Mary Wollstonecraft

Dear readers, I missed you! 

In today’s article I am going to be talking about a brilliant and powerful woman who is nowadays still considered to be the founder of the liberal feminism.

Mary Wollstenecraft was born in London in 1759; after her submissive and cold mother died, she left her abusive and drunk father, and managed to convince her sister Eliza and her friend Fanny Blood to join her and start an independent life. The three ladies founded a school for girls which provided a modest income; a few years later, Fanny died while giving birth and the school had to close from financial hardship. To get away from it all, Mary decided to move to Ireland, where she started working as a governess. After very little, she realised she truly hated her job and that she wanted to dedicate herself completely to authorship. In 1787 she published Thoughts on the Education of Daughters, and five years later she completed the writing of her most infamous work: Vindication of the Rights of Women. Wollstonecraft argued that women should have been given the very same educational opportunities as men. Indeed, women weren’t given enough things to occupy their minds with: this situation led them to become literal domestic tyrants! People had to start to treat women as rational beings and to let them develop their own character.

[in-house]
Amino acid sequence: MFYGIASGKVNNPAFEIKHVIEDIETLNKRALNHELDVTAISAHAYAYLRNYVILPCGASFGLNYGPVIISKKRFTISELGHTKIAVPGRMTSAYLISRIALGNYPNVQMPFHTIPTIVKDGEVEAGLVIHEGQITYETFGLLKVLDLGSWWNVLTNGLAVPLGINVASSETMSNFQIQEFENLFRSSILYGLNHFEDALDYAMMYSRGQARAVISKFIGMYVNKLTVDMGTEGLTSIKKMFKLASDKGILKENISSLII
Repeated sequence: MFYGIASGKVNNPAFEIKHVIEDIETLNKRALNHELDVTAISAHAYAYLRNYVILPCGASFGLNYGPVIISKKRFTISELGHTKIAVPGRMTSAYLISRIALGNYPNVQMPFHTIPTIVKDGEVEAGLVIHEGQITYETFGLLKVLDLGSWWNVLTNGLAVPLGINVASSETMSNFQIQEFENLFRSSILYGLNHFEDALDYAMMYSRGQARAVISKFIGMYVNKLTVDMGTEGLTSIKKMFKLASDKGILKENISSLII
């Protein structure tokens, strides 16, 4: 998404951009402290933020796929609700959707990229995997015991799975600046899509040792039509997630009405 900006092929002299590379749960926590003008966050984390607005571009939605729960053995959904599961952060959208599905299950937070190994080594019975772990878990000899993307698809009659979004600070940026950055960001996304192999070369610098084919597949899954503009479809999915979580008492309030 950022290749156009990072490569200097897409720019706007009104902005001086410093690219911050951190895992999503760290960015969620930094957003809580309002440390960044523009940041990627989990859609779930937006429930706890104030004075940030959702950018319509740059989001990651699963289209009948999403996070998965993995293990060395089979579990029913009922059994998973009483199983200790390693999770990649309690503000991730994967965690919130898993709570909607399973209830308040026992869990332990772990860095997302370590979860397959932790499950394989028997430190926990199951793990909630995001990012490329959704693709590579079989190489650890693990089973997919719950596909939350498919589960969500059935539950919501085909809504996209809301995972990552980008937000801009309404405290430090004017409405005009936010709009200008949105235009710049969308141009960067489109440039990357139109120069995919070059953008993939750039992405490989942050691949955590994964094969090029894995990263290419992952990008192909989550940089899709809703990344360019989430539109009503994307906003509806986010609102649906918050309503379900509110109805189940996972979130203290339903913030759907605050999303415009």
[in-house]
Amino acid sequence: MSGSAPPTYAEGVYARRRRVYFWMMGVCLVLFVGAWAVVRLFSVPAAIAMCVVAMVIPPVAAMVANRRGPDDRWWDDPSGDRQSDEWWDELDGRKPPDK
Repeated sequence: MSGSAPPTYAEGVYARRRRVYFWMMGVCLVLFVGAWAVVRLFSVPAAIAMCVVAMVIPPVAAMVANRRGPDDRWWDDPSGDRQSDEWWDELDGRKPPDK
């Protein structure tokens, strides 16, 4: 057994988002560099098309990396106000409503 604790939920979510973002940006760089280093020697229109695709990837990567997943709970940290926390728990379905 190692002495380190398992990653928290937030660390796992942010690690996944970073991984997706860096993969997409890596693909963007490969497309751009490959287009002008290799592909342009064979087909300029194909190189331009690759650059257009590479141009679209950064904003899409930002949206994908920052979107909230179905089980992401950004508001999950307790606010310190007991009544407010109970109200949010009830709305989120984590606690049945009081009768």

Mary then moved to Paris where she met the charming Captain Gilbert Imlay; soon after, she gave birth to her first baby girl that she named Fanny, in honour of her dear friend. Nonetheless, Captain Gilbert Imlay decided to leave her. Mary was devasted: she attempted suicide not once, but twice. Still, she gradually started to comprehend that she needed some space. After her healing process was done, she met the kind and reserved William Godwin: he was a Romantic philosopher and he’s considered to be the first modern proponent of anarchism. The two got married, and Mary in 1787 gave birth to another girl, Mary Godwin (later to be known as the exceptional Mary Shelley, the infamous author of Frankenstein!). Unfortunately, Mary died ten days later. Her last words were that Godwin was the kindest and best man in the world. 

To all the ladies out there, never forget how powerful you are. Do not ever diminish your incredible potential, do not ever give up. And remember: boys are a nice plus, but not necessarily essential. 

Unluckily, this is going to be the last article of the year: I sincerely wish you the best summer ever!

Costanza Caramore, II LCS